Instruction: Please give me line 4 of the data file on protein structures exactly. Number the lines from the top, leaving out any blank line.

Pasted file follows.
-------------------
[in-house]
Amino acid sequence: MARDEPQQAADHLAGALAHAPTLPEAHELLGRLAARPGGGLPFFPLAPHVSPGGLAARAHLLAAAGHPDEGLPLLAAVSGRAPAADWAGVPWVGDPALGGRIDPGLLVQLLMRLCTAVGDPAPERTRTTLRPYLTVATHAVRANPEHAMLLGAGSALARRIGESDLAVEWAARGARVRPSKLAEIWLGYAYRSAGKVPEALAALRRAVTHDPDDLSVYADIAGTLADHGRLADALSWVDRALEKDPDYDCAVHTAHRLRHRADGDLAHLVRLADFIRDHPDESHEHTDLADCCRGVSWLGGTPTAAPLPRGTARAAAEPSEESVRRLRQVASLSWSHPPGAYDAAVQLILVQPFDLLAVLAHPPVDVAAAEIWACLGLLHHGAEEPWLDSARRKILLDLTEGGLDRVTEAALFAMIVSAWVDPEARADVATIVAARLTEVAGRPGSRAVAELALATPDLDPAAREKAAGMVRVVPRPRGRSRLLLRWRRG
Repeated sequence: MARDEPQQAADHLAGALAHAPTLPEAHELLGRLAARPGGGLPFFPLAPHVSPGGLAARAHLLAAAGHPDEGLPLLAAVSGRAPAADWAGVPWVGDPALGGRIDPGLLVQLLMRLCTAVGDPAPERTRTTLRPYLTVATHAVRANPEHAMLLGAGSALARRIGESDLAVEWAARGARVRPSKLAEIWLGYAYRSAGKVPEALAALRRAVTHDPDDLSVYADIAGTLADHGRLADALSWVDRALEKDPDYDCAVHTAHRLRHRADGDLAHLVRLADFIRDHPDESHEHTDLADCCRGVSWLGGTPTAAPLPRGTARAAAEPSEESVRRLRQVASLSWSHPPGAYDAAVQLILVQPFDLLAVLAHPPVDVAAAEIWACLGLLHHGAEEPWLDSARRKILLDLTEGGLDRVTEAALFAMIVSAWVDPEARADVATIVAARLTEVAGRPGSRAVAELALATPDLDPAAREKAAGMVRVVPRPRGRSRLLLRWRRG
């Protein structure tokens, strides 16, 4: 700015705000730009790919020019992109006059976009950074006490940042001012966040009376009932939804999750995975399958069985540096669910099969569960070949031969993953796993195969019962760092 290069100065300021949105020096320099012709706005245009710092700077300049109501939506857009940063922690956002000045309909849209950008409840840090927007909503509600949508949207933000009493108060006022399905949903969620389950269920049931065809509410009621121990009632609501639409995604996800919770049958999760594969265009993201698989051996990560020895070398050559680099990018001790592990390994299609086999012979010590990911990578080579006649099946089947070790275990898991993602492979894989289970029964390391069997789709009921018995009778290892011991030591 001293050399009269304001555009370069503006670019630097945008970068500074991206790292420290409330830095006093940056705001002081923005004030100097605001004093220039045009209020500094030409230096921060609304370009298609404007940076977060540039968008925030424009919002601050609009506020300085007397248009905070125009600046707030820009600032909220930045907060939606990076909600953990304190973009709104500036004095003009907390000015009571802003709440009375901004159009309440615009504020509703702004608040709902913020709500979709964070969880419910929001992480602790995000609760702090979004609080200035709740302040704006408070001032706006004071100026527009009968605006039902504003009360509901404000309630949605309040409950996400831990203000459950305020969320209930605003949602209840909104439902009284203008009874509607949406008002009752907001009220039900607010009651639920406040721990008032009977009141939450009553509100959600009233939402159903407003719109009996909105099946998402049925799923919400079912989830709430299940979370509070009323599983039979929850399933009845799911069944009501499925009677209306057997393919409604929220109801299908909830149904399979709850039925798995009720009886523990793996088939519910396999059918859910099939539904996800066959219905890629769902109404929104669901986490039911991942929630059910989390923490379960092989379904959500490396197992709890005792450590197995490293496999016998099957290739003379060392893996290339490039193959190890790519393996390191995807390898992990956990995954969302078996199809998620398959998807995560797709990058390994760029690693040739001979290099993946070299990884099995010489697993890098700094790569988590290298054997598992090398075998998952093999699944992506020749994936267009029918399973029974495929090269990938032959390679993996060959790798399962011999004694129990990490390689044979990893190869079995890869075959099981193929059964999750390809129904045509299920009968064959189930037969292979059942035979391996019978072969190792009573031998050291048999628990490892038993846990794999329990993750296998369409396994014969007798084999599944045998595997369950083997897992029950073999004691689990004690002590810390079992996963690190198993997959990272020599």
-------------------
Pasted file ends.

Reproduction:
């Protein structure tokens, strides 16, 4: 700015705000730009790919020019992109006059976009950074006490940042001012966040009376009932939804999750995975399958069985540096669910099969569960070949031969993953796993195969019962760092 290069100065300021949105020096320099012709706005245009710092700077300049109501939506857009940063922690956002000045309909849209950008409840840090927007909503509600949508949207933000009493108060006022399905949903969620389950269920049931065809509410009621121990009632609501639409995604996800919770049958999760594969265009993201698989051996990560020895070398050559680099990018001790592990390994299609086999012979010590990911990578080579006649099946089947070790275990898991993602492979894989289970029964390391069997789709009921018995009778290892011991030591 001293050399009269304001555009370069503006670019630097945008970068500074991206790292420290409330830095006093940056705001002081923005004030100097605001004093220039045009209020500094030409230096921060609304370009298609404007940076977060540039968008925030424009919002601050609009506020300085007397248009905070125009600046707030820009600032909220930045907060939606990076909600953990304190973009709104500036004095003009907390000015009571802003709440009375901004159009309440615009504020509703702004608040709902913020709500979709964070969880419910929001992480602790995000609760702090979004609080200035709740302040704006408070001032706006004071100026527009009968605006039902504003009360509901404000309630949605309040409950996400831990203000459950305020969320209930605003949602209840909104439902009284203008009874509607949406008002009752907001009220039900607010009651639920406040721990008032009977009141939450009553509100959600009233939402159903407003719109009996909105099946998402049925799923919400079912989830709430299940979370509070009323599983039979929850399933009845799911069944009501499925009677209306057997393919409604929220109801299908909830149904399979709850039925798995009720009886523990793996088939519910396999059918859910099939539904996800066959219905890629769902109404929104669901986490039911991942929630059910989390923490379960092989379904959500490396197992709890005792450590197995490293496999016998099957290739003379060392893996290339490039193959190890790519393996390191995807390898992990956990995954969302078996199809998620398959998807995560797709990058390994760029690693040739001979290099993946070299990884099995010489697993890098700094790569988590290298054997598992090398075998998952093999699944992506020749994936267009029918399973029974495929090269990938032959390679993996060959790798399962011999004694129990990490390689044979990893190869079995890869075959099981193929059964999750390809129904045509299920009968064959189930037969292979059942035979391996019978072969190792009573031998050291048999628990490892038993846990794999329990993750296998369409396994014969007798084999599944045998595997369950083997897992029950073999004691689990004690002590810390079992996963690190198993997959990272020599």